I believe it is time for the Church to separate itself from the government. The judge who struck down Proposition 8 made it clear that he wasn’t taking away the Church’s right to define “religious” marriage. This is about civil unions and the benefits that government provides for them. Too much of the debate is focusing in issues other than that. If the government sanctions gay unions…why should that surprise us? It sanctions other unions that are not accepted in Scripture. There are benefits for heterosexual couples who are not married. There are benefits for heterosexual couples married outside of God’s will. This is the same thing. No one can make the Church recognize them as biblical unions. I think it is time that we draw a very distinct line between legal marriage and spiritual marriage. I think it is time for the Church to cut all ties with the government…but that is totally different issue that I make take on later.

So…that’s my two cents worth.

Demographics

Some brief statistics for this area.

The current year (2010) population in this selected geography is 96,869. The 2000 Census revealed a population of 94,973, and in 1990 it was 87,216 representing a 8.9% change. It is estimated that the population in this area will be 98,633 in 2014, representing a change of 1.8% from 2009. The current population is 48.8% male and 51.2% female. In 2009, the median age of the population in this area was 39.0, compared to the US median age which was 37.1. The population density in your area is 308.3 people per square mile.

There are currently 40,085 households in this selected geography. The Census revealed household counts of 36,100 in 2000, up from 32,704 in 1990, representing a change of 10.4%.  It is estimated that the number of households in this area will be 44,023 in 2014, representing a change of 9.8% from the current year. For the current year, the average household size in this area is 2.42 persons.

In 2009, the median number of years in residence in this geography’s population is 3.21. The average household size in this geography was 2.35 people and the average family size was 2.98 people. The average number of vehicles per household in this geography was 1.8.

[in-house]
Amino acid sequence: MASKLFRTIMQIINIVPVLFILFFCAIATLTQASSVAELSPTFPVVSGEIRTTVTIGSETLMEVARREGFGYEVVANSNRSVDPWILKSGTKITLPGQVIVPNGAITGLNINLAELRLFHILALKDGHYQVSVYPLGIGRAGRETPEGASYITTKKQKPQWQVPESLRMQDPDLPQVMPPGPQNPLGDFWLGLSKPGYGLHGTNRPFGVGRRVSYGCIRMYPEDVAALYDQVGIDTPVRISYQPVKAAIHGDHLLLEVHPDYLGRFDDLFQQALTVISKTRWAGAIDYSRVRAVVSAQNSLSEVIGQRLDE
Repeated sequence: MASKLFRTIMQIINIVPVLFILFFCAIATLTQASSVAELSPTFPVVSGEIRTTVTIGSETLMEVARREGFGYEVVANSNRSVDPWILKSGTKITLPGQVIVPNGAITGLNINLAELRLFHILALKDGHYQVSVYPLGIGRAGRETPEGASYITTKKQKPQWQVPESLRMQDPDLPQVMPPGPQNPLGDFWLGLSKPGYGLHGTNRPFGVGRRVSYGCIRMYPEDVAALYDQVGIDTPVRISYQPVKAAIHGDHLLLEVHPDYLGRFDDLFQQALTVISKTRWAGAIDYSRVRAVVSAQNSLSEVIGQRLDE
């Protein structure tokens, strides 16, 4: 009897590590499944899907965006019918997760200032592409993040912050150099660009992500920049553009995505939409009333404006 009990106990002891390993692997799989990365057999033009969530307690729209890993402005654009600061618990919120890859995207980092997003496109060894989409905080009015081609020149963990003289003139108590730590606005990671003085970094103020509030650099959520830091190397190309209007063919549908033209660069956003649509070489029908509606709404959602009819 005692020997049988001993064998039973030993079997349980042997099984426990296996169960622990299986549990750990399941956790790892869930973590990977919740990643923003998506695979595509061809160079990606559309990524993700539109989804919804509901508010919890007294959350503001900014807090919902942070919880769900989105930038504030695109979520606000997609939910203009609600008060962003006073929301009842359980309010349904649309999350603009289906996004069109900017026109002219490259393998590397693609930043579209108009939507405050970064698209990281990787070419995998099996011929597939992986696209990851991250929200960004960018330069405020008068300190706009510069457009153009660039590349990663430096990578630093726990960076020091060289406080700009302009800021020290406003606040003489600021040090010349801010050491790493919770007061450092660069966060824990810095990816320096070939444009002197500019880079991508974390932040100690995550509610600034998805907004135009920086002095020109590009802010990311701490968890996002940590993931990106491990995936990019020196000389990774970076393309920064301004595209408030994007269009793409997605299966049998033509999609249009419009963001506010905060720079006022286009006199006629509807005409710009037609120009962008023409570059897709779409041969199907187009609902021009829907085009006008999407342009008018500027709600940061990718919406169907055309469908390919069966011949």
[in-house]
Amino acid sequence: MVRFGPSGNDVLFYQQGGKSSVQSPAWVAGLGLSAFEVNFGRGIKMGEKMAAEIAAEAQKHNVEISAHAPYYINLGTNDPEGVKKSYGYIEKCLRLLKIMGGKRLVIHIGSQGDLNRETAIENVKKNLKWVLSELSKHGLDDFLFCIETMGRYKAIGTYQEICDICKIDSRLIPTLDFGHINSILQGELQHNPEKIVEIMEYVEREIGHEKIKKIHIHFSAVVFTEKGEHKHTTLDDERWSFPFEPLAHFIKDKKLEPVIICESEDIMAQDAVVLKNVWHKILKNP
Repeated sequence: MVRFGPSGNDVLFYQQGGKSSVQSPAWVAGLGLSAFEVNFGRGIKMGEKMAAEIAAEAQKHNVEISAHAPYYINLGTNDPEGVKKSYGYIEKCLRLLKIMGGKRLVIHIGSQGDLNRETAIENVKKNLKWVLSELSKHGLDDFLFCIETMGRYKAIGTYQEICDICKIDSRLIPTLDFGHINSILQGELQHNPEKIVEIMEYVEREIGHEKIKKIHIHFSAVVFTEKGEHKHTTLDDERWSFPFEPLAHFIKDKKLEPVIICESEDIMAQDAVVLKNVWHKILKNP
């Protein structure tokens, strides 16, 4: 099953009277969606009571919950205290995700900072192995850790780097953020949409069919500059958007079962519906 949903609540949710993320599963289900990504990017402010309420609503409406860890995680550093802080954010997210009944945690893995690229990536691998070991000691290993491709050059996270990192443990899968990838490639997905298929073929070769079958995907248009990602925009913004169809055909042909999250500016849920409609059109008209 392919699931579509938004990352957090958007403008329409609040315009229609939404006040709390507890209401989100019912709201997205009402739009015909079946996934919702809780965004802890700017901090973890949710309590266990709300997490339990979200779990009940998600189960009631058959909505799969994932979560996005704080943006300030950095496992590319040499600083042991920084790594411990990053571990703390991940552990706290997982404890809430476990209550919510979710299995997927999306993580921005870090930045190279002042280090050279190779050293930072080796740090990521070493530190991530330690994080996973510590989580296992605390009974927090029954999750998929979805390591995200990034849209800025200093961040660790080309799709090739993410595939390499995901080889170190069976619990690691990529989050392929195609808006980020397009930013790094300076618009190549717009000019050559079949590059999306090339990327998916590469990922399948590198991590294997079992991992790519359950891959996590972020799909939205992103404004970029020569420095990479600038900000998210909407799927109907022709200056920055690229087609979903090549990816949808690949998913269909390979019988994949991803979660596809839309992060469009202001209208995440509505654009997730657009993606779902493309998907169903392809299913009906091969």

In 2009, the median household income in this selected geography was $45,348, compared to the US median which was $53,679. The Census revealed median household incomes of $35,644 in 2000 and $25,803 in 1990 representing a change of 38.1%. It is estimated that the median household income in this area will be $49,581 in 2014, which would represent a change of 9.3% from the current year.

In 2009, the per capita income in this area was $24,344, compared to the $US per capita, which was $26,477. The 2009 average household income for this area was $57,410, compared to the US average which was $69,330.

In 2009, the racial makeup of this selected area was as follows:  52.1% White; 43.9% Black; 0.5% Native American; 1.0% Asian/Pacific Islander;  and 1.2% Other. Compare these to the US racial makeup which was: 73.9% White, 12.4% Black, 0.8% Native American, 4.4% Asian/Pacific Islander and 5.4% Other.

People of Hispanic ethnicity are counted independently of race. People of Hispanic origin make up 2.7% of the current year population in this selected area. Compare this to the US makeup of 15.6%. Changes in the population within each race and ethnicity category from the 1990 Census to the 2000 Census are as follows:  47.9% American Indian, Eskimo, Aleut Population;  110.5% Asian, Pacific Islander;  19.9% Black;  262.4% Hispanic Ethnicity;  546.4% Other;   White  -2.1%.

The median housing value in this area was $60,580 in 1990, compare this to the US median of $78,360 for the same year. The 2000 Census median housing value was $91,589, which is a 51.2% change from 1990. In 1990, there were 19,981 owner occupied housing units in this area vs. 23,057 in 2000. Also in 1990, there were 12,724 renter occupied housing units in this area vs. 13,044 in 2000. The average rent in 1990 was $227 vs. $348 in 2000.

In 2009, there were 46,529 people over the age of 16 in the labor force in your geography. Of these 88.2% were employed, 11.6% were unemployed, 38.4% were not in the labor force and 0.2% were in the Armed Forces. In 1990, unemployment in this area was 4.9% and in 2000 it was 7.4%.

In 2009, there were 46,833 employees in this selected area (daytime population) and there were 3,759 establishments.

For this area in 1990, 51.0% of employees were employed in white-collar occupations and 49.0% were employed in blue-collar occupations. In 2000, white collar workers made up 55.7% of the population, and those employed in blue collar occupations made up 44.4%.  In 1990, the average time traveled to work was 10 minutes and in 2000 it was 18 minutes.